If you're experiencing pain towards the inside of your knee, it's important to figure out what's causing it. Some causes of inner knee pain are rather minor and require no treatment beyond some rest and ice, while others may require surgical repair. Here's a look at three possible causes of medial knee pain.
Medial Collateral Ligament Injuries
The medial collateral ligament runs along the shin bone and attaches to the knee on its inside surface. It can become partially or fully torn if excess pressure or stress is placed on the outside of the knee. Often, this injury occurs during football when a block to the outside of the knee is made, but it can occur during other physical activities as well. Symptoms of MCL injuries include:
- Pain, tenderness, and swelling along the inside of the knee
- Felling like the knee is going to buckle when you walk
- "Locking" of the knee with certain movements
If you think you may have an MCL injury, visit an orthopedic specialist. Most cases can be treated with ice, NSAIDs, and immobilization of the knee joint, but severe tears may require surgery.
Patellofemoral Pain Syndrome (Runner's Knee)
If you are a runner who recently increased mileage or began training more vigorously, the pain you're experiencing may be caused by an overuse injury called runner's knee. This is an inflammation of the tissues that attach the patella to the major bones of the knee. The pain is often localized to the medial side of the knee, but it can come across the front of the knee too. Other symptoms of runner's knee include pain when the knee cap is pressed on and aching after the leg is held in one position for a long time.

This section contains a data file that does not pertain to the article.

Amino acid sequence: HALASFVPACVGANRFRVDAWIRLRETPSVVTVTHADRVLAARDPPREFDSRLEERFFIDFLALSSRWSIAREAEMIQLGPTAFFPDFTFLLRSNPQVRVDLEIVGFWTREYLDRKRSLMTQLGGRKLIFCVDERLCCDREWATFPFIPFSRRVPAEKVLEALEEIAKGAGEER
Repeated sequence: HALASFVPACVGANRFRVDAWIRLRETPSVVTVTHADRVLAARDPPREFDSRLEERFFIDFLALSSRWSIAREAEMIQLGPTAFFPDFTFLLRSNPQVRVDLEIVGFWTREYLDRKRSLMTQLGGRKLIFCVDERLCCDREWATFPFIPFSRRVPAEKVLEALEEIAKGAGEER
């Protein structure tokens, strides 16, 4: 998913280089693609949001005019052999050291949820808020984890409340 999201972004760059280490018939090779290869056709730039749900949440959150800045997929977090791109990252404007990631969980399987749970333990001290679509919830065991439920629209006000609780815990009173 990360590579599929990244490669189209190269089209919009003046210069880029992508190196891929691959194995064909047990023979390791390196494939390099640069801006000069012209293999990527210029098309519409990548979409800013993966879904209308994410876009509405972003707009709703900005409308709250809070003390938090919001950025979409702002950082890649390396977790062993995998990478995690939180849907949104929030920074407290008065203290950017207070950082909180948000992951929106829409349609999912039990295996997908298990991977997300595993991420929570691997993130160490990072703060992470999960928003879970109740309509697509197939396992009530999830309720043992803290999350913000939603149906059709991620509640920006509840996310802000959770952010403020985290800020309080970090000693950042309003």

Most cases of runner's knee resolve with some time off from running and ice treatments. Strengthening the core muscles and quadriceps may help prevent runner's knee from resurfacing. If you have ongoing trouble with runner's knee, seeing a physical therapist for treatment is advised.
The menisci are C-shaped disks that cushion your knee joint. There is one on the outside of your knee and another one on the inside of your knee. You can tear your meniscus if your foot is planted firmly on the ground and you rotate too quickly while the knee is bent. Older patients with torn menisci often don't know how they injured themselves, as the meniscus can be torn quite easily in older individuals.
Mild tears cause only localized pain and swelling that goes away on its own within a few weeks. More severe tears cause the knee to feel still; walking is possible, but if you twist your knee at all, there is intense pain. The most severe tears cause the knee to feel wobbly and make walking nearly impossible. For severe tears, surgery and physical therapy are often required.
If you are experiencing pain towards the inside of your knee, do not ignore it. Seek diagnosis and treatment from an orthopedic specialist, such as those at Town Center Orthopaedic Associates, to ensure you recover properly.